Smart managers and employees are keen to optimize results inside and outside the workplace. They're also aware that focusing too much on one aspect of life to the detriment of other vital areas diminishes the overall quality of one's life. You can get a sense of how conducive a city is to work-life balance by considering factors such as the highest working hours, lowest working hours, the support given by the employer, the laws surrounding employment and the living conditions in the city.
Kisi, a provider of cloud-based access control, conducted a study in which it used these base factors to compare and rank the hardest working countries 2019 based on how much they promote work-life balance. The study resulted in a list of 20 factors that define the level of work-life balance in 40 cities across the world. Top cities in the results have policies and infrastructure that directly and indirectly support a healthy balance between work and life for professionals.
According to the study, the top cities for work-life balance are:
And the most overworked cities are:
To determine how much a city promotes work-life balance, you have to look at more than just the living conditions of the city or how conducive it is for career growth. Instead, you need to gauge how much the city supports the fulfillment of the lives of its residents.
For residents to have a meaningful life in a city, it must be conducive to the aspects of life that let people unburden themselves from work-related stress. Professionals move with their families to such a city to take advantage of career opportunities while immersing themselves into rich cultures and new lifestyles.
The amount of time someone spends on their job can be a basic indicator of work-life balance. For a deeper insight, the Kisi ranking also considered societal and institutional factors as well as the living conditions in the city. Societal and institutional indicators included the city’s level of egalitarianism and its institutional stance on issues of gender and sexuality. The study assessed the city's living standards by considering the residents' overall happiness and access to lifestyle amenities.
A large portion of employees in the US suffer burnout due to feeling undervalued, low job satisfaction, workplace stress, being overworked and so on. Such conditions hurt both the employees and the company because they harm employees’ mental health and diminish their performance.
Here are a few ways you can promote work-life balance at your organization.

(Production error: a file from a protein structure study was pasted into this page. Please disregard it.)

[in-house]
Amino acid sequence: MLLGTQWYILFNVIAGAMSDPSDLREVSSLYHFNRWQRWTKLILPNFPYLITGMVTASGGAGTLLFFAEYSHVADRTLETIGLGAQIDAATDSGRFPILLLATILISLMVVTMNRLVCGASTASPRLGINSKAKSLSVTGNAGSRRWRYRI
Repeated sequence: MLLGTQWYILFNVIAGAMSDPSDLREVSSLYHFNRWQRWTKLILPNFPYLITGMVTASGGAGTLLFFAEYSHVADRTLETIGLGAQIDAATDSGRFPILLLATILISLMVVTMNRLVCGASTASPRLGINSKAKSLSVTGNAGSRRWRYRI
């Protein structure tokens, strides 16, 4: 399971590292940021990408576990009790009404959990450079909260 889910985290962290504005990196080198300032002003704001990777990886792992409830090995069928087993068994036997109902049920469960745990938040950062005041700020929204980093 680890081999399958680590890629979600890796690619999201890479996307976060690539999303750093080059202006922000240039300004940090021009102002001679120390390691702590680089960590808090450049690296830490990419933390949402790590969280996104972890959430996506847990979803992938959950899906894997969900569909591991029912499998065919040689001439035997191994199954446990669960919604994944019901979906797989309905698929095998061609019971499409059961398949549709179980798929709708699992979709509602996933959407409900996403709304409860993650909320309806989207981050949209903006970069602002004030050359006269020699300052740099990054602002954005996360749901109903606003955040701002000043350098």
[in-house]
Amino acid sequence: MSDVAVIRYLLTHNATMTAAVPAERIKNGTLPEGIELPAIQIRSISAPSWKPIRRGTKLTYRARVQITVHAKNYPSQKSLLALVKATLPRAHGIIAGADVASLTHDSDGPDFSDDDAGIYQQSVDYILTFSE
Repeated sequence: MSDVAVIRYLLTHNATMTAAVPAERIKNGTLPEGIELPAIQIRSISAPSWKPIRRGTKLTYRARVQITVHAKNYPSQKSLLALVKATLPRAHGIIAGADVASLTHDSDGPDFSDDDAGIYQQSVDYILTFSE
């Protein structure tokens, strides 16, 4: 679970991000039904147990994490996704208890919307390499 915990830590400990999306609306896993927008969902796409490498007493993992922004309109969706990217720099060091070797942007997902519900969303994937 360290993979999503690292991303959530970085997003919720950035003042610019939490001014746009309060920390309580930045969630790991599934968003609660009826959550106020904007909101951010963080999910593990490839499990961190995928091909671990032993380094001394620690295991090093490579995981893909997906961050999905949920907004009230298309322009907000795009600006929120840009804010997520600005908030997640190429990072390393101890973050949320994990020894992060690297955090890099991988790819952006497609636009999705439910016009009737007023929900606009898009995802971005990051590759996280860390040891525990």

Improved connectivity has opened up opportunities for flexible working arrangements at most businesses. Modern technology can provide your employees with unlimited space to grow and develop their career outside the traditional workplace. Assure them that they no longer have to worry about hurting their career when they seek flexible working arrangements that let you manage your team remotely.
Encourage your employees to adopt habits and make lifestyle changes that promote a healthy work-life balance. One way to do this is by using affirming language concerning working arrangements. For instance, if your organization offers paternity leave, ask a male employee when they plan to take paternity rather than whether they want to take it. It’s a subtle but important difference.
Implementing company policies that promote work-life balance is an even more concrete way to achieve this balance. For example, in the current always-on world where many employees receive work emails on their mobile devices, an increasing number of organizations are endorsing "right to disconnect" laws to create a much-needed work-home boundary.
You can even go as far as designating "white space" on your employees' calendars. These are periods that employees can use to brainstorm with a colleague, meditate, or even go on a walk. Such a measure will promote your employees’ wellness.
An increasing number of employees consider work-life balance one of the most important aspects of a successful career. A healthy balance of life and work prevents burnout by helping to alleviate work-related stress and the associated physical and mental health issues such as heart disease, chronic pain, hypertension, sleep disorders, anxiety and depression. Prioritizing work-life balance helps to maintain a healthy, productive workforce and saves the employer money.